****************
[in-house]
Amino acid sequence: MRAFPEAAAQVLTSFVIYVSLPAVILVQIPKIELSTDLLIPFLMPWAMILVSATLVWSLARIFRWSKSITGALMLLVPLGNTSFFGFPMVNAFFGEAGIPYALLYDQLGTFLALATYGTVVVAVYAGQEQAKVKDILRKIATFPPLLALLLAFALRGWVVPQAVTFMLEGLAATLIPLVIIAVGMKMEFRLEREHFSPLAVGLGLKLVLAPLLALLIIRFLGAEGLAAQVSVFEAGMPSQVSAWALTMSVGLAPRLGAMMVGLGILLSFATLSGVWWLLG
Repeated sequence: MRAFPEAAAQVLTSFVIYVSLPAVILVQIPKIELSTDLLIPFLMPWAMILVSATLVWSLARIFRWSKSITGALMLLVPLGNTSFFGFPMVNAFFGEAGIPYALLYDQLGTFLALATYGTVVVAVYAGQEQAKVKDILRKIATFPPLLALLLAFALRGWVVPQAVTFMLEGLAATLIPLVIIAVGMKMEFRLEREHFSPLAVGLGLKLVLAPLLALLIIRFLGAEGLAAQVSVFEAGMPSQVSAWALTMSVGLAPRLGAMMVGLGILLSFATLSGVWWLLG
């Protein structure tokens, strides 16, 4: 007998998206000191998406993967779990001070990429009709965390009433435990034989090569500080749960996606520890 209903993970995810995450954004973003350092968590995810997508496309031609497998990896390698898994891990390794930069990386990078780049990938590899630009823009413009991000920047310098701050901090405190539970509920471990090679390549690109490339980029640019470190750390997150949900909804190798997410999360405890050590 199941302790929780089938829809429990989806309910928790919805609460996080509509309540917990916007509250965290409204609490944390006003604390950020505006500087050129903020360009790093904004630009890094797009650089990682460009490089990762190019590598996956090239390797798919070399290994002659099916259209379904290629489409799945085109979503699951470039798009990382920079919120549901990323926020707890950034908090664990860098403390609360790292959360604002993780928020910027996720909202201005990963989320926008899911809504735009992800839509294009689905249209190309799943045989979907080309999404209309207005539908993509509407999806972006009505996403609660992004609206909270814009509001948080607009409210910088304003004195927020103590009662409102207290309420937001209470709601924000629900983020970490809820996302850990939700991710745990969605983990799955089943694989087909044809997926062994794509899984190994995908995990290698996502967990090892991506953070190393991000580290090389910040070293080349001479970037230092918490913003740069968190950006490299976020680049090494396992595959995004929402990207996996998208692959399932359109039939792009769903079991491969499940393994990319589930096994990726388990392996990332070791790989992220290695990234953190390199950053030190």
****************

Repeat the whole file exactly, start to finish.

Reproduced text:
[in-house]
Amino acid sequence: MRAFPEAAAQVLTSFVIYVSLPAVILVQIPKIELSTDLLIPFLMPWAMILVSATLVWSLARIFRWSKSITGALMLLVPLGNTSFFGFPMVNAFFGEAGIPYALLYDQLGTFLALATYGTVVVAVYAGQEQAKVKDILRKIATFPPLLALLLAFALRGWVVPQAVTFMLEGLAATLIPLVIIAVGMKMEFRLEREHFSPLAVGLGLKLVLAPLLALLIIRFLGAEGLAAQVSVFEAGMPSQVSAWALTMSVGLAPRLGAMMVGLGILLSFATLSGVWWLLG
Repeated sequence: MRAFPEAAAQVLTSFVIYVSLPAVILVQIPKIELSTDLLIPFLMPWAMILVSATLVWSLARIFRWSKSITGALMLLVPLGNTSFFGFPMVNAFFGEAGIPYALLYDQLGTFLALATYGTVVVAVYAGQEQAKVKDILRKIATFPPLLALLLAFALRGWVVPQAVTFMLEGLAATLIPLVIIAVGMKMEFRLEREHFSPLAVGLGLKLVLAPLLALLIIRFLGAEGLAAQVSVFEAGMPSQVSAWALTMSVGLAPRLGAMMVGLGILLSFATLSGVWWLLG
């Protein structure tokens, strides 16, 4: 007998998206000191998406993967779990001070990429009709965390009433435990034989090569500080749960996606520890 209903993970995810995450954004973003350092968590995810997508496309031609497998990896390698898994891990390794930069990386990078780049990938590899630009823009413009991000920047310098701050901090405190539970509920471990090679390549690109490339980029640019470190750390997150949900909804190798997410999360405890050590 199941302790929780089938829809429990989806309910928790919805609460996080509509309540917990916007509250965290409204609490944390006003604390950020505006500087050129903020360009790093904004630009890094797009650089990682460009490089990762190019590598996956090239390797798919070399290994002659099916259209379904290629489409799945085109979503699951470039798009990382920079919120549901990323926020707890950034908090664990860098403390609360790292959360604002993780928020910027996720909202201005990963989320926008899911809504735009992800839509294009689905249209190309799943045989979907080309999404209309207005539908993509509407999806972006009505996403609660992004609206909270814009509001948080607009409210910088304003004195927020103590009662409102207290309420937001209470709601924000629900983020970490809820996302850990939700991710745990969605983990799955089943694989087909044809997926062994794509899984190994995908995990290698996502967990090892991506953070190393991000580290090389910040070293080349001479970037230092918490913003740069968190950006490299976020680049090494396992595959995004929402990207996996998208692959399932359109039939792009769903079991491969499940393994990319589930096994990726388990392996990332070791790989992220290695990234953190390199950053030190």